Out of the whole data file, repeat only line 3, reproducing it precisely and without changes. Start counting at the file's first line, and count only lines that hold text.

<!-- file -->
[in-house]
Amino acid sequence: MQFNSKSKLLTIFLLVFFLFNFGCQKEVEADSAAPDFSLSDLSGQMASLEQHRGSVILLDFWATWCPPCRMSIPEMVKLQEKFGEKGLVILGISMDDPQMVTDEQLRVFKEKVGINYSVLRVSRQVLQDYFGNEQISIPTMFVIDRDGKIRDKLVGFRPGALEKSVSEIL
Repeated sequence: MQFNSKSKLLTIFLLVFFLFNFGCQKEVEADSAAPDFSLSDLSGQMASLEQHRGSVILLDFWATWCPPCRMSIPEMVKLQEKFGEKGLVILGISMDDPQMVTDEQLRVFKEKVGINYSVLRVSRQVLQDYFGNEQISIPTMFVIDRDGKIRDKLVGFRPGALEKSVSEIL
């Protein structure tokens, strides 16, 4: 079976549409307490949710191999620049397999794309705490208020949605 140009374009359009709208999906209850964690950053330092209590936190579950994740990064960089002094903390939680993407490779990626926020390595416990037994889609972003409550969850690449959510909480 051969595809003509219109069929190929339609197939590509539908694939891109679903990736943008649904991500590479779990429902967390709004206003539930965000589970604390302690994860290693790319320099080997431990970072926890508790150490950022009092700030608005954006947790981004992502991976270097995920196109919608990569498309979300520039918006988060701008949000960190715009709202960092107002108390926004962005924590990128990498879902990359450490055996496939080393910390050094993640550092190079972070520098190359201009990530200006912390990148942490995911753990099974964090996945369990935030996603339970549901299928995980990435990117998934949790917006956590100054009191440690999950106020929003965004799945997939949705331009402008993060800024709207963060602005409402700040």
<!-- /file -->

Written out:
Repeated sequence: MQFNSKSKLLTIFLLVFFLFNFGCQKEVEADSAAPDFSLSDLSGQMASLEQHRGSVILLDFWATWCPPCRMSIPEMVKLQEKFGEKGLVILGISMDDPQMVTDEQLRVFKEKVGINYSVLRVSRQVLQDYFGNEQISIPTMFVIDRDGKIRDKLVGFRPGALEKSVSEIL